Page 3 of 3
"We keep making things faster, better and smaller based on customer needs for higher performance and for keeping data forever," he said. "Getting this kind of density is really hard. If it could have been done before, it would have been done before. A lot of issues had to be overcome first. You can't say, 'OK, lets just put this together.' "
Patrick Mulvee, vice president of sales and marketing at Sidepath, an Irvine, Calif.-based solution provider and Dell storage partner, said Compellent's new Data Progression software could make it easier to sell more flash storage.
"Customers buying flash already can handle the higher price," Mulvee said. "But maybe by adding an MLC flash layer, it opens the doors for more customers to adopt flash storage."
Customers' storage capacities continue to grow, and the new high-density storage enclosure for Compellent arrays should go far in meeting their requirements, Mulvee said.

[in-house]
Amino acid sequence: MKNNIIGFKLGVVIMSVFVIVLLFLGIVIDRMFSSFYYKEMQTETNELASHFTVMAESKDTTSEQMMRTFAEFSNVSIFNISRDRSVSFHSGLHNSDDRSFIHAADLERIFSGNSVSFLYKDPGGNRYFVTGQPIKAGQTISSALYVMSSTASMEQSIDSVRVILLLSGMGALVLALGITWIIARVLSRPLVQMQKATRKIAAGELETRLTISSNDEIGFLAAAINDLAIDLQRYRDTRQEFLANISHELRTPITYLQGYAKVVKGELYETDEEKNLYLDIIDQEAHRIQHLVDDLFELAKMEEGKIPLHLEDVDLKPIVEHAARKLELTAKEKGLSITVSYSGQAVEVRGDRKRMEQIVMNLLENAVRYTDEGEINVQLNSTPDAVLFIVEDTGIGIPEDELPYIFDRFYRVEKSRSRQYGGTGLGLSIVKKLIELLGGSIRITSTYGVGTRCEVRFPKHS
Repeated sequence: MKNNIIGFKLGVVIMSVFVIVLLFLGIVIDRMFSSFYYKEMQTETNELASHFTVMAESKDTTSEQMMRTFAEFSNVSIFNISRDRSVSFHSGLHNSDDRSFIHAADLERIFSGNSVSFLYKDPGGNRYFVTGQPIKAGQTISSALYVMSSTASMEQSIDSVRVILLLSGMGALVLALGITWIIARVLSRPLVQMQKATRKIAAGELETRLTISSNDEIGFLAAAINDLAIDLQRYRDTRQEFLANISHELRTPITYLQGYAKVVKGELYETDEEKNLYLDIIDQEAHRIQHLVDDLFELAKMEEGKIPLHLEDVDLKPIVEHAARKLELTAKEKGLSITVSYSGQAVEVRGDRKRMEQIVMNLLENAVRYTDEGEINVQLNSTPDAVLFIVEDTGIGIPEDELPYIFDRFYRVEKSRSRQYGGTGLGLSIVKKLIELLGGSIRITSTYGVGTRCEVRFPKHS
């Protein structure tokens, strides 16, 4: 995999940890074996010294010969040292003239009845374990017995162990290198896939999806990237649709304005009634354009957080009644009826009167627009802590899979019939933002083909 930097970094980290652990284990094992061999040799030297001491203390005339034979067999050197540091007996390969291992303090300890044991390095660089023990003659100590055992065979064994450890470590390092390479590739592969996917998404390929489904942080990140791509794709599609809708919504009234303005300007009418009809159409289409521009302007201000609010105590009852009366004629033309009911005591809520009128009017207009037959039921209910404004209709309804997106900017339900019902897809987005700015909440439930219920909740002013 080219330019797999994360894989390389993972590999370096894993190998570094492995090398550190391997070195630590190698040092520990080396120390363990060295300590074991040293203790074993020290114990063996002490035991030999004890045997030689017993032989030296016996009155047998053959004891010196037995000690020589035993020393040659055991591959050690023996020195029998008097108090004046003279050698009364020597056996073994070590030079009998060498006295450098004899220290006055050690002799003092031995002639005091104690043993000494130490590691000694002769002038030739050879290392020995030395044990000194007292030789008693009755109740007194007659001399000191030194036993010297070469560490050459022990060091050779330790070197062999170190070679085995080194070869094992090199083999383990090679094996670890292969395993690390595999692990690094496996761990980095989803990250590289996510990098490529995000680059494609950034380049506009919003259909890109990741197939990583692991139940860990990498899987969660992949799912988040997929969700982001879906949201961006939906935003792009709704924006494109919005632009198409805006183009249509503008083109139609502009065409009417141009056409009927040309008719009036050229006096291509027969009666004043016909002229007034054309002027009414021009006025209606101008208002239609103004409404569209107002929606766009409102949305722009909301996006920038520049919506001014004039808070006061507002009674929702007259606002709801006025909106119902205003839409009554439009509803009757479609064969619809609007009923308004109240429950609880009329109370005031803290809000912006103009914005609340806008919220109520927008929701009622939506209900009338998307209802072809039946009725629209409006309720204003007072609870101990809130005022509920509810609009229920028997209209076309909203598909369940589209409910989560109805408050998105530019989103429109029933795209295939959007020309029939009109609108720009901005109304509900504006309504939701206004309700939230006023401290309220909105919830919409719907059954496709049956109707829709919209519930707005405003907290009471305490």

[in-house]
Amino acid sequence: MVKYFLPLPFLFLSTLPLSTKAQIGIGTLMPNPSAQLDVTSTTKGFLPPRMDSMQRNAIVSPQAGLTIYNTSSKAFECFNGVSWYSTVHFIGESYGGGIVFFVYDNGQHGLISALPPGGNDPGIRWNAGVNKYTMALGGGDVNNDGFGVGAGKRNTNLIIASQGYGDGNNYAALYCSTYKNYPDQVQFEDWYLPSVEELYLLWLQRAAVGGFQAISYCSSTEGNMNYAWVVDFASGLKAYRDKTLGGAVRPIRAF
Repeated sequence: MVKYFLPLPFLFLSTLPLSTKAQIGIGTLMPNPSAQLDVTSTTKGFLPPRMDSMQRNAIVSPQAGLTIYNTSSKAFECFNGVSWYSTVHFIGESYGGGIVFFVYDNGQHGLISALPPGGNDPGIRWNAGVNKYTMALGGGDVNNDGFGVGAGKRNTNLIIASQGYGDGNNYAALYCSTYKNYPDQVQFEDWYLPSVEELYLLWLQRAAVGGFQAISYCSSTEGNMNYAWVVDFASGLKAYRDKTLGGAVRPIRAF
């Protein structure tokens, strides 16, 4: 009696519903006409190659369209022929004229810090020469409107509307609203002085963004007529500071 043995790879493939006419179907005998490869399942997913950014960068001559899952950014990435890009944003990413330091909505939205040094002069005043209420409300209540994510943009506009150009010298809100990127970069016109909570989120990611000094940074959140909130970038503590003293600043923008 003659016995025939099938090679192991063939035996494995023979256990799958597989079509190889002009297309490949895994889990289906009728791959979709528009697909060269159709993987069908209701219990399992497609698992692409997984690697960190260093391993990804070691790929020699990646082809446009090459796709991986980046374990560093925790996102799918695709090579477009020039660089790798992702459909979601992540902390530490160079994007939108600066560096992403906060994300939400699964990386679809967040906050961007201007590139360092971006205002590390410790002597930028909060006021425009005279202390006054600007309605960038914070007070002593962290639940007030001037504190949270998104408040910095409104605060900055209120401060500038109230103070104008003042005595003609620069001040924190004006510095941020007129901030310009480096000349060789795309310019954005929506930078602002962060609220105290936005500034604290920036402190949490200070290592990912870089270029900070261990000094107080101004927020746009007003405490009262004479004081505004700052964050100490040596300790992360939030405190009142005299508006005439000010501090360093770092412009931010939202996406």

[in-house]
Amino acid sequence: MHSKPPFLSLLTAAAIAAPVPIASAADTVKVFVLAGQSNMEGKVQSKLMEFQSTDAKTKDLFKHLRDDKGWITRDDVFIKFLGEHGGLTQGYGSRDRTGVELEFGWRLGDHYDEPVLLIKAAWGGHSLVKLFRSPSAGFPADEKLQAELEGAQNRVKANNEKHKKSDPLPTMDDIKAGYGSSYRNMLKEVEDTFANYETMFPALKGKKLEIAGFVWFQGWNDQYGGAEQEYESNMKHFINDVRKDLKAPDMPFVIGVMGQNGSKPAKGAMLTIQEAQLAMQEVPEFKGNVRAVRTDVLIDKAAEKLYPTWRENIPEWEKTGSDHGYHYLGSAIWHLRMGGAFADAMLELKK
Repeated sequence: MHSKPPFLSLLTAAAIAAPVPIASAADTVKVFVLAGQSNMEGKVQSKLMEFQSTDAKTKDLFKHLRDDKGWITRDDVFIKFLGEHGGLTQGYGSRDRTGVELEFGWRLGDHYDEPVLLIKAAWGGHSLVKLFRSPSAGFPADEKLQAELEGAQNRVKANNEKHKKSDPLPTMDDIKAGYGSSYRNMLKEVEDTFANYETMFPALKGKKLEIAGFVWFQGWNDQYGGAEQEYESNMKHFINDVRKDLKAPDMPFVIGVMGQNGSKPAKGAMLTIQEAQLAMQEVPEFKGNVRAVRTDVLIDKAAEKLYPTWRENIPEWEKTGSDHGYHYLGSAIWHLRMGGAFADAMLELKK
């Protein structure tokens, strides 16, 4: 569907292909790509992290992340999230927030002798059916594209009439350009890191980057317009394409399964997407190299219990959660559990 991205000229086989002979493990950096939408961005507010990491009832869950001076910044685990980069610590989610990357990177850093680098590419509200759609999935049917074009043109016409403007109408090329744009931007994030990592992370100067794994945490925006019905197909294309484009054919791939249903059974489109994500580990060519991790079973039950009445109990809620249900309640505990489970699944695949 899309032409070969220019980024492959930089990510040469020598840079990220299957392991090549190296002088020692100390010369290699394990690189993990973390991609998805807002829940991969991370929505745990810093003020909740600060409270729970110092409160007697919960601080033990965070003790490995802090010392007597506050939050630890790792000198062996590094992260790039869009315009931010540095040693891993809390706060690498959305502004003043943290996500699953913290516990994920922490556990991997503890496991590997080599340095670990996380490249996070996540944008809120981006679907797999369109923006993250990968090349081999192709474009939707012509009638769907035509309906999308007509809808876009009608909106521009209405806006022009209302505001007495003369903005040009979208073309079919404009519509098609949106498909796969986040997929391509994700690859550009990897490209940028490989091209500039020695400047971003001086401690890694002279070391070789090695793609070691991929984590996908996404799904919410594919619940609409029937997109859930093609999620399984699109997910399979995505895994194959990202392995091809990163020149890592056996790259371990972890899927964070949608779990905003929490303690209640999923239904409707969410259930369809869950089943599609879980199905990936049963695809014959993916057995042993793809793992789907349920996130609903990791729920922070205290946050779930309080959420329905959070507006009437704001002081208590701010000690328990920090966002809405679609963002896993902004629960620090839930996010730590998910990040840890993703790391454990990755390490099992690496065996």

"Now you can put a half-petabyte in 10U," he said. "That's cool. Or 1 petabyte in 20U. Customers at co-los are going to eat this up because of the big reduction in footprint. Customers often pay by the square foot. In some older data centers, if you go over a certain number of watts per square foot, you have to rent more space. This will cut customers' opex."
Dell has also increased the support it offers customers of its EqualLogic iSCSI storage line with Support Assist, an automated service that helps pre-analyze potential configurations and changes to those configurations.
"For example, if you change a RAID level, will it help?" Fine said. "If there's an error in configuration, it sends a note to customers and automatically passes the information to Dell. If the customer gives permission, Dell can go in and fix it."